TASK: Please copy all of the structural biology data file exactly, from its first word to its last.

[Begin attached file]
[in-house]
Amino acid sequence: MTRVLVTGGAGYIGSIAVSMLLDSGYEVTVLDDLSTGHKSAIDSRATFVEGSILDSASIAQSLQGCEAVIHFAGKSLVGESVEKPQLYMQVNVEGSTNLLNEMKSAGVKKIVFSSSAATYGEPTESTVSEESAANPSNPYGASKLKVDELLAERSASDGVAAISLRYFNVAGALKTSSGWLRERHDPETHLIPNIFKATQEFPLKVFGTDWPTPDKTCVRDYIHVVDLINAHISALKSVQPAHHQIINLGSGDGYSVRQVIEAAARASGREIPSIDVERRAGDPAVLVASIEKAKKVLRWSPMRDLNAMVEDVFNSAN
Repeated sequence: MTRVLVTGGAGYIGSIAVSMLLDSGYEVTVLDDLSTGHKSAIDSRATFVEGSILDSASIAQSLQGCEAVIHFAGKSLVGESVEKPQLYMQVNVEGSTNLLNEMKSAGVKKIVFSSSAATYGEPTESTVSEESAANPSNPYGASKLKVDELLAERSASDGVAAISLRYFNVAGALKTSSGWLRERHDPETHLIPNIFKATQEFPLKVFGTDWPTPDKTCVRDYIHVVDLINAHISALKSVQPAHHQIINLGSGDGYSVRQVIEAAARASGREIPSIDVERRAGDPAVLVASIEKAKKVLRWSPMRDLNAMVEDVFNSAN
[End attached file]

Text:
[in-house]
Amino acid sequence: MTRVLVTGGAGYIGSIAVSMLLDSGYEVTVLDDLSTGHKSAIDSRATFVEGSILDSASIAQSLQGCEAVIHFAGKSLVGESVEKPQLYMQVNVEGSTNLLNEMKSAGVKKIVFSSSAATYGEPTESTVSEESAANPSNPYGASKLKVDELLAERSASDGVAAISLRYFNVAGALKTSSGWLRERHDPETHLIPNIFKATQEFPLKVFGTDWPTPDKTCVRDYIHVVDLINAHISALKSVQPAHHQIINLGSGDGYSVRQVIEAAARASGREIPSIDVERRAGDPAVLVASIEKAKKVLRWSPMRDLNAMVEDVFNSAN
Repeated sequence: MTRVLVTGGAGYIGSIAVSMLLDSGYEVTVLDDLSTGHKSAIDSRATFVEGSILDSASIAQSLQGCEAVIHFAGKSLVGESVEKPQLYMQVNVEGSTNLLNEMKSAGVKKIVFSSSAATYGEPTESTVSEESAANPSNPYGASKLKVDELLAERSASDGVAAISLRYFNVAGALKTSSGWLRERHDPETHLIPNIFKATQEFPLKVFGTDWPTPDKTCVRDYIHVVDLINAHISALKSVQPAHHQIINLGSGDGYSVRQVIEAAARASGREIPSIDVERRAGDPAVLVASIEKAKKVLRWSPMRDLNAMVEDVFNSAN